Tuesday - Modes

Getting up was still easy but we were SO tired by about 9pm. Tuesday was a tough one for me. We were to watch the way were worked and did things all day and consider how we had done things in the pass and identify each mode of working and the times in which we achieved the most. A bit like athletes preparing for a competition and the things they do to psyche themselves up. We both realised that we work best when we are under a little bit of pressure and have a deadline. Who'd have thought it! I guess it's logical. Otherwise you have a tendency to amble along with no pressure or call to action.


Wednesday - Managing your time

This was a day that went a bit deeper with time management from yearly to daily. It was interesting to see how we plan things and get really focused on it all.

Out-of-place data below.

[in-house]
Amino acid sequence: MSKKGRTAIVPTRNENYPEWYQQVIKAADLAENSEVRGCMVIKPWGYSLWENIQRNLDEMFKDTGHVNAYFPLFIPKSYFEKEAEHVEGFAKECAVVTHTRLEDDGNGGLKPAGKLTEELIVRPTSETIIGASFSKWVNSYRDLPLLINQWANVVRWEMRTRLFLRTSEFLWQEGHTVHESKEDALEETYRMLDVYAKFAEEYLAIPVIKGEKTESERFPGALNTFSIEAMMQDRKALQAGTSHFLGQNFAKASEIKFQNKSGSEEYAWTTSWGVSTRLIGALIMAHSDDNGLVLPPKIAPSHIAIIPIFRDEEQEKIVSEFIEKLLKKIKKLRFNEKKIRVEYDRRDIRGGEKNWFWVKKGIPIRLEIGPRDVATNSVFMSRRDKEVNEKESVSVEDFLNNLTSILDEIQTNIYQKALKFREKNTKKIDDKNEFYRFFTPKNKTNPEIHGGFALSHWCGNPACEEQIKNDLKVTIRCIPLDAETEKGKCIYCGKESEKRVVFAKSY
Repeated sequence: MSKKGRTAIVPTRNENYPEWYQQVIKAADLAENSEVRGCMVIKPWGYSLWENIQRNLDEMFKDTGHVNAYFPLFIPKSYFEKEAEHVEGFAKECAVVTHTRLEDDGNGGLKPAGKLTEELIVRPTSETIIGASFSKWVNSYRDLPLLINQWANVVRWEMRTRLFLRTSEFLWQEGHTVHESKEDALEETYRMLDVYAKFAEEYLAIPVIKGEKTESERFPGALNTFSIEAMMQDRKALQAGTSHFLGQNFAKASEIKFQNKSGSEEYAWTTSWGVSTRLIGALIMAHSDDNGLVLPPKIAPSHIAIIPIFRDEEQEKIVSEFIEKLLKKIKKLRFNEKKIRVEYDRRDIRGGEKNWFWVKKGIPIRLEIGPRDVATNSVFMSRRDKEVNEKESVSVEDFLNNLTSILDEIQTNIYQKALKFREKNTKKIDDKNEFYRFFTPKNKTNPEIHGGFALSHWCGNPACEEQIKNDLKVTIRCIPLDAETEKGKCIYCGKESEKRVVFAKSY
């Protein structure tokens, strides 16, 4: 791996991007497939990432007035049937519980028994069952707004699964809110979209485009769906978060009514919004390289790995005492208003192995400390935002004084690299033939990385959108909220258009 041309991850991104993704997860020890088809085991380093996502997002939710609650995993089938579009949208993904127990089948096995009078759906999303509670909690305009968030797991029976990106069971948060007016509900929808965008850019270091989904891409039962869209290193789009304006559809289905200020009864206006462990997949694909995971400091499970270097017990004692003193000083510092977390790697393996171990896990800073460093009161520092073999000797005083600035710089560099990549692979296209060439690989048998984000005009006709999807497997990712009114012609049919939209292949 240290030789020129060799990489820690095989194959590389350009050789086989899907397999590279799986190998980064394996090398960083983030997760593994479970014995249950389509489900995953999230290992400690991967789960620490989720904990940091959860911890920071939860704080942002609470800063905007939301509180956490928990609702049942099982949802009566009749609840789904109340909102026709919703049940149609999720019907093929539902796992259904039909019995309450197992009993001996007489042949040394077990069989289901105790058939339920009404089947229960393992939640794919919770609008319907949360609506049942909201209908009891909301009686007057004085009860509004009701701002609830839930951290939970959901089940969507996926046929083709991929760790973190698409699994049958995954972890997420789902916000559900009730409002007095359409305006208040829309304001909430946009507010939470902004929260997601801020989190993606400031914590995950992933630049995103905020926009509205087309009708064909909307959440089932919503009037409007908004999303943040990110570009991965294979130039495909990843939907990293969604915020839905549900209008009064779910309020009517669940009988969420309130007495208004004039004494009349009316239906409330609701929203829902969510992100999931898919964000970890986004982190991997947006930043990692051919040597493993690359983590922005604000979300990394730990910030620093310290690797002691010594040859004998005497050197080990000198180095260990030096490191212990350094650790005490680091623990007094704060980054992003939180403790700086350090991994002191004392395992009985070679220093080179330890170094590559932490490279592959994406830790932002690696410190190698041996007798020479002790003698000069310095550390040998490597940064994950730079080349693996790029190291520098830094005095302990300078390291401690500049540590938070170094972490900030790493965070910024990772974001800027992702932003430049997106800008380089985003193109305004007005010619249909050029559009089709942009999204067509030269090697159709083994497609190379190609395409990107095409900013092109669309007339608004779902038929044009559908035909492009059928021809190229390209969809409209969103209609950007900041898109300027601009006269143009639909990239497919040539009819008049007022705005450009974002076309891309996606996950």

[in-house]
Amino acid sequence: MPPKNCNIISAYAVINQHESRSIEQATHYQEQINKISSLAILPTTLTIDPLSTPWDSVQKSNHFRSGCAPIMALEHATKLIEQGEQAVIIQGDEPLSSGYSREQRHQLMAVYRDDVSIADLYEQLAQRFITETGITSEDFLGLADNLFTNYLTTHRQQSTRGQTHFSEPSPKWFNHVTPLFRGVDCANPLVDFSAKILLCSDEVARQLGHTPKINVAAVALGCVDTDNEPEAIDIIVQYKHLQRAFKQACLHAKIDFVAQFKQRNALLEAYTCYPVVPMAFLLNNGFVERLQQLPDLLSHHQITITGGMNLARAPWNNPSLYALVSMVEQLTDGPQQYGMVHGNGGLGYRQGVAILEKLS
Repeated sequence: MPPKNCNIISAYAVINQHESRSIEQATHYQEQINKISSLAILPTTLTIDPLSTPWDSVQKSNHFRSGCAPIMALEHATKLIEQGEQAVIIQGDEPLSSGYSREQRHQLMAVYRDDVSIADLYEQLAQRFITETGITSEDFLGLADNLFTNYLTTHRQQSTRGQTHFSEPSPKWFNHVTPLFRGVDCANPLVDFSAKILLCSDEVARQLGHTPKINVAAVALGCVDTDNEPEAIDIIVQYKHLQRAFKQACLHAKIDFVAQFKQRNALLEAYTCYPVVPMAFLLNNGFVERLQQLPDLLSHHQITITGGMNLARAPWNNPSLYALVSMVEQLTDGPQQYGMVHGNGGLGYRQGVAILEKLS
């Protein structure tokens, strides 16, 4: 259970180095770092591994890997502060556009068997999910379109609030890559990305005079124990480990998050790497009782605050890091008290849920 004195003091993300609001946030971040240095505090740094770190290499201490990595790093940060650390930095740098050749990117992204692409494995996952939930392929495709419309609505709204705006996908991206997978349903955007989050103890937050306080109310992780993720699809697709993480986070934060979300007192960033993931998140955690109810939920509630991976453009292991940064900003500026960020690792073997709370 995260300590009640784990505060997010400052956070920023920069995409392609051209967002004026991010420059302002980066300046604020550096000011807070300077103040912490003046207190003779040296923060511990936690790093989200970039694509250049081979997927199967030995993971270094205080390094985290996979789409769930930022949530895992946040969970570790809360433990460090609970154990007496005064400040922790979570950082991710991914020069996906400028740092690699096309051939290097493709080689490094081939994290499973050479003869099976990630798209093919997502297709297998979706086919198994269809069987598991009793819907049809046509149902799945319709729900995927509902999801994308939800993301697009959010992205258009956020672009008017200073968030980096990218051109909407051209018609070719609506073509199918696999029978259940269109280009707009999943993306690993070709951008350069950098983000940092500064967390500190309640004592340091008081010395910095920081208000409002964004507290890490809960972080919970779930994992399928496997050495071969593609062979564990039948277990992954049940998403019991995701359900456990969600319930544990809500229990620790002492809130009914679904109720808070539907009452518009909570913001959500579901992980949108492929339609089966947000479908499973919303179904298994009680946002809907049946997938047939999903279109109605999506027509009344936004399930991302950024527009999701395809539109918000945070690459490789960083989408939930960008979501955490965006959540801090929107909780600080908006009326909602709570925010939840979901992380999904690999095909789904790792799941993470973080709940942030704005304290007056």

Bertrand also encourages you to "hit the pause button" and take a good long look at what you are planning your time on and whether it's actually worthwhile, and the things that you are not planning time for like family.


Thursday - Getting Out of Our Comfort Zone

Thursday is day when you are supposed to stay awake all night. From 5am on Thursday morning until 10pm on Friday night. We decided to skip the all nighter because André needs to be sharp for work and I have a medical condition that gets worse with lack of sleep (I manage it super-carefully and consequently don't need medication. So I never want to jeopardise that).

The deeper work with Thursday was to harness your fears. The strange thing is that once you do that you realise that they are probably not all that big and most of our fears are of fear itself without much substance.